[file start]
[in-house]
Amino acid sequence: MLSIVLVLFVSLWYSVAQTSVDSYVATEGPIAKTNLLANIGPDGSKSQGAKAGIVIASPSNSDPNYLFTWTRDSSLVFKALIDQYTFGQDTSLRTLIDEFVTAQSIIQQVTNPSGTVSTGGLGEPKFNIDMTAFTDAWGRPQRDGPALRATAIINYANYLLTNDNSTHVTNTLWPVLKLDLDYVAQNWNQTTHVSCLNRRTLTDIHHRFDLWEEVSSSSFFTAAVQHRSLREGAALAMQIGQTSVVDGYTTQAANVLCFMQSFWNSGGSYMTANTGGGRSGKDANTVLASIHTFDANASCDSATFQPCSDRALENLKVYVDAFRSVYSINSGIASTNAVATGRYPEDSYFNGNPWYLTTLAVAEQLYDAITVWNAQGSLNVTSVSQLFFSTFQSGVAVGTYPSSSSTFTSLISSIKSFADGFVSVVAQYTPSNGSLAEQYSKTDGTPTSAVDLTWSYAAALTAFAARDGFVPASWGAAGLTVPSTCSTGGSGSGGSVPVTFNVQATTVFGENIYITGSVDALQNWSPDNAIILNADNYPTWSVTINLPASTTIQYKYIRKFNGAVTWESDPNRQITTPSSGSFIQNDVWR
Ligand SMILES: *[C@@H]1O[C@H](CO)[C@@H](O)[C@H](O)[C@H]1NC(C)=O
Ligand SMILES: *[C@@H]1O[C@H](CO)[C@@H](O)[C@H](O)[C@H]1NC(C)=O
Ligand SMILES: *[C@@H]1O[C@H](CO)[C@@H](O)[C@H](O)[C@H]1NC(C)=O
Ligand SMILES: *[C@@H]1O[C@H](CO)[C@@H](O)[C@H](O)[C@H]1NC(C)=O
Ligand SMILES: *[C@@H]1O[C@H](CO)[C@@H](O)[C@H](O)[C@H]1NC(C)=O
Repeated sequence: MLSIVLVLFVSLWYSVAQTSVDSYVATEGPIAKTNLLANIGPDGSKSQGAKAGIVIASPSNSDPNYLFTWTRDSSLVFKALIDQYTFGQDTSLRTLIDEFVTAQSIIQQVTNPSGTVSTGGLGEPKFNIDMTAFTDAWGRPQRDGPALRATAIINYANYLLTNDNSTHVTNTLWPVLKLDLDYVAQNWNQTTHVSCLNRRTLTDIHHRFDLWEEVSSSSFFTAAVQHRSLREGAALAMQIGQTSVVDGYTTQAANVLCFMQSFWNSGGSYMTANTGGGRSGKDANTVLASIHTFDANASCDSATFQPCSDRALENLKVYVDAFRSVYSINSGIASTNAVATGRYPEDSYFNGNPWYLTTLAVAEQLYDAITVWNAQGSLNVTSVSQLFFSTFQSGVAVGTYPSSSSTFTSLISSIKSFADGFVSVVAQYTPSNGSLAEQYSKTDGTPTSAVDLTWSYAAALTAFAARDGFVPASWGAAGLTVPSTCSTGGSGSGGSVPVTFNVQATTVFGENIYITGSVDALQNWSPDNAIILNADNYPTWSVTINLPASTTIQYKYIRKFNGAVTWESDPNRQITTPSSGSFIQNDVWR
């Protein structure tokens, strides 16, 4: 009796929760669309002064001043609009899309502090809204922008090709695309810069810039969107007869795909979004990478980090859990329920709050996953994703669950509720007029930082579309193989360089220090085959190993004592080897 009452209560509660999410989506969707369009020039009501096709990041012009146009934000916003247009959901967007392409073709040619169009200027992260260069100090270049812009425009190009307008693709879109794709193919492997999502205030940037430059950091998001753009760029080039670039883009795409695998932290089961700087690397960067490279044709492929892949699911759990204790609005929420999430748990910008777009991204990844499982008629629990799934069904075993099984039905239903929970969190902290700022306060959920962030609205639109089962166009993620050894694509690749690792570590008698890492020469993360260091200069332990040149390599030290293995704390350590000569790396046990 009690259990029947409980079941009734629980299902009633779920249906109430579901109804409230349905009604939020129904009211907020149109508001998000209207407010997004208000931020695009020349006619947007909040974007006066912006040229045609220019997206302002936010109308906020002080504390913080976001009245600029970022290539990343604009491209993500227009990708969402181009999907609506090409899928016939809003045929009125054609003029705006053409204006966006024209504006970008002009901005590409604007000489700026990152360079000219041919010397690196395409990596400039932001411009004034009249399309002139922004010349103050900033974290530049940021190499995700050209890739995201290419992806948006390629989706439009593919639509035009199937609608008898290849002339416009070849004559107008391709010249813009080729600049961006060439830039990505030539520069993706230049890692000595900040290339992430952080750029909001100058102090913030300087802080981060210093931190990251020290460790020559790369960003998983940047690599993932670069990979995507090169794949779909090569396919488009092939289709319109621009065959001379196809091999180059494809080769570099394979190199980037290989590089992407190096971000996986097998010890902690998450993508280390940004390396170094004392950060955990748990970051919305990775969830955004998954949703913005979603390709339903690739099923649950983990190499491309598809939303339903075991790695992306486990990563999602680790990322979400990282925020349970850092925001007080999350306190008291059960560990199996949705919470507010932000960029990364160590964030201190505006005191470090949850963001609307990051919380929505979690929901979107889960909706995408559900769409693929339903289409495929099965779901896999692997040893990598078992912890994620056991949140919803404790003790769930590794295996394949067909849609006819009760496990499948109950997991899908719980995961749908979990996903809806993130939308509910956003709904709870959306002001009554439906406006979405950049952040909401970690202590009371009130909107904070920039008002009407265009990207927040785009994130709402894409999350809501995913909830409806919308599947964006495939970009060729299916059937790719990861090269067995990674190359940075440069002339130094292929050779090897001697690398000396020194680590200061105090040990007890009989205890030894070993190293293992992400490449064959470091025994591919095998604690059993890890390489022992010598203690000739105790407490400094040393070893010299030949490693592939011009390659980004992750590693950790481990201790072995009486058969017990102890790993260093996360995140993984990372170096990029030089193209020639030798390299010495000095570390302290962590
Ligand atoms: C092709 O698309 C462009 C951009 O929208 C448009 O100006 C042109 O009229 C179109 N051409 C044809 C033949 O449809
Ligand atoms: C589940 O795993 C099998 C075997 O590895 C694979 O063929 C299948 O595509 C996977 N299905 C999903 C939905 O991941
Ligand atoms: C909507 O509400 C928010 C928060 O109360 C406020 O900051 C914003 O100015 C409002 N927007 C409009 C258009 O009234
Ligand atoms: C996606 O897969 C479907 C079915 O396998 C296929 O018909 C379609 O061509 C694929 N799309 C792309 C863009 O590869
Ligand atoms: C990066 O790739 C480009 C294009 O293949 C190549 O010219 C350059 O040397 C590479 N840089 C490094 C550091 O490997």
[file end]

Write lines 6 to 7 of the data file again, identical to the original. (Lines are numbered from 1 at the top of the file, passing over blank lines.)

Ligand SMILES: *[C@@H]1O[C@H](CO)[C@@H](O)[C@H](O)[C@H]1NC(C)=O
Ligand SMILES: *[C@@H]1O[C@H](CO)[C@@H](O)[C@H](O)[C@H]1NC(C)=O